The Associated Press is reporting that AP has named New Orleans Saints quarterback Drew Brees its 2008 NFL Offensive Player of the Year:
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Local artists, influentials and interested parties met at 121 Studios in Jackson on 1.5.09 to discuss the state of the arts in Jackson. Photos by Kip Caven:
Robert Khayat, chancellor of the University of the Mississippi, announced yesterday that he plans to retire at the end of this school year. An Ole Miss Alum and a former professional football player, Khayat has overseen and a vast expansion the university's resources and prestige in his 14 years as chancellor.
A city auditor says she has discovered no employee theft of fuel so far, while the chief-sheriff blasts Council for publicly questioning fuel reporting.
OK all, the votes are in, and the ballots are (almost) counted. There are perennial winners, and there are big surprises, in our annual readers' poll on the best businesses, people, arts and culture in and near the city. The big issue will be out on Jan. 22 (on streets Jan. 21) with all the winners, and the huge Best-of bash will be Sunday, Jan. 25. Per usual, the first half will be invitation-only, and the party will open to the public at 8 p.m. No cover, of course. Where will it be? Well, that's a closely guarded secret that we release when the invitations go out, which will be soon. So start planning your outfityou know, something Monopolistic, or notand lining up your date.
Mississippi lawmakers will convene today at 11 a.m. for the beginning of the 2009 regular session. On a celebratory note, legislators have agreed to open the session at the Old Capitol building, the seat of Mississippi's state government from 1839 to 1903. The building closed for renovations and repair in 2005 after suffering damage from Hurricane Katrina. In 2006, the Legislature approved the $14.2 million needed for repairs, including replacement of the building's copper roof.
The U.S. Department of Housing and Urban Development has awarded Mississippi a $577,000 grant to develop job training programs for low-income people. The AP reports that the HUD grant will go to ten public housing agencies, which will partner with local schools, businesses and welfare agencies.
The Pearl River Resort in Philadelphia is laying off 570 non-Tribal employees and closing the Golden Moon Casino on weekdays. The Neshoba Democrat reports that the Golden Moon has been a financial strain on the resort, which is managed by the Mississippi Band of Choctaw Indians, since it opened in 2002. The economic recession hitting the state and the entire country has not helped, either.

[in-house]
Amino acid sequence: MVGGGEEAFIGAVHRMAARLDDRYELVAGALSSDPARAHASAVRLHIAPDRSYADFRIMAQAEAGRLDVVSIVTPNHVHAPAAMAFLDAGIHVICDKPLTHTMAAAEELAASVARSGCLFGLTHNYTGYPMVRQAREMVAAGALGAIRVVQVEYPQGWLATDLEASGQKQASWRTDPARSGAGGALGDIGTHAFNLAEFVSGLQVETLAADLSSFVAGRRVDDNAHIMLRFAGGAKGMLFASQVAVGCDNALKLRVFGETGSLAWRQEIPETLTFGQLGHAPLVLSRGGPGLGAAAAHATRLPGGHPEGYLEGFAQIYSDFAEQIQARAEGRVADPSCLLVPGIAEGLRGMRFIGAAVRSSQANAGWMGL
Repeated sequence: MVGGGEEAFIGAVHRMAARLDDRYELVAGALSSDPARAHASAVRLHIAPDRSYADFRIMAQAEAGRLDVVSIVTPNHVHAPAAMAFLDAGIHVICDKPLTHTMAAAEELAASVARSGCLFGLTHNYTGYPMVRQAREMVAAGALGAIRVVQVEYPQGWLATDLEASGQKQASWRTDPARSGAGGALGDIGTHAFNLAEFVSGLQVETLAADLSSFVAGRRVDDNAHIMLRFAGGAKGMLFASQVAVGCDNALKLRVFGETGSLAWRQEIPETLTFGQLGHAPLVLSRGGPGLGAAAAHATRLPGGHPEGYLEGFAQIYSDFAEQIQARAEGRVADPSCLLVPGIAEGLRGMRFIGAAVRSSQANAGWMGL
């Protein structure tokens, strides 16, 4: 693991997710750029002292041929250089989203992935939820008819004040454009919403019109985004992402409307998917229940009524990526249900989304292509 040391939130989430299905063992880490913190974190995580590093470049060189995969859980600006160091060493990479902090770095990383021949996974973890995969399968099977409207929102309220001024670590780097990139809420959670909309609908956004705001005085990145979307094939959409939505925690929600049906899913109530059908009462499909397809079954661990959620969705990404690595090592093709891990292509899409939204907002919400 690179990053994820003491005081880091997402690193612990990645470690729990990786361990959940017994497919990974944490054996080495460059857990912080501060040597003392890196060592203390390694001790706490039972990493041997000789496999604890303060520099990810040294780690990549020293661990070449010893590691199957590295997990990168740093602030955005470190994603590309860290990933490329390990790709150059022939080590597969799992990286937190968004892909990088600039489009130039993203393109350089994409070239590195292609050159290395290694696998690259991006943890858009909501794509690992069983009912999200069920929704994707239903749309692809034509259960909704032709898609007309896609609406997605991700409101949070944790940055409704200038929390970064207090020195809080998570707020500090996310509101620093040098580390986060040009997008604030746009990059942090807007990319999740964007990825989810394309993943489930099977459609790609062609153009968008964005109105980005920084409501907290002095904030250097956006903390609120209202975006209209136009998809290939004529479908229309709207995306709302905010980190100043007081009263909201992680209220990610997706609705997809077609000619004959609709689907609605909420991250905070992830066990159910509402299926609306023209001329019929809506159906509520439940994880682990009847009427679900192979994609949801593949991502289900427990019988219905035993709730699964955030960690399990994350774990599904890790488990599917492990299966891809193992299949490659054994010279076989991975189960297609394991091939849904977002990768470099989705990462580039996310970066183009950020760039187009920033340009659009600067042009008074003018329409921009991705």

Monday, January 5
Politico is reporting that Al Franken has won the Senate race against Republican Norm Coleman.
[Verbatim from Rep. Travis Childers] Washington, D.C. – Congressman Travis Childers (D-MS) released the following statement regarding ProVia Door's successful purchase of Heartland Building Products in Booneville, Infinite Building Products in Olive Branch, and Outdoor Technologies in Macon: "I am extremely pleased that these three companies, which provide so many important jobs to the hard working people of North Mississippi, are no longer facing closure. Heartland, Infinite Building Products, and Outdoor Technologies are important contributors to our region's economy, and ProVia's purchase has prevented a great loss to North Mississippi's communities and families.
If getting fit and healthy plays a role in your New Year's resolution, put Make It Fit on your to-do list for tomorrow.
Also see: Jackpedia: Weather
[Verbatim from MEMA] PEARL MEMA Executive Director Mike Womack is asking residents to be prepared for the possibility of severe weather over the next 24-36 hours. The National Weather Service (NWS) in Jackson is forecasting heavy rainfall, possible flooding and the threat of tornadoes through Tuesday night. The highest threat for tornadoes will be in the south and eastern parts of the state along the I-59 corridor while heavy rain and flooding could affect all areas according to the National Weather Service. People living in low-lying areas or near creeks, streams and rivers should watch water levels for the possibility of flooding.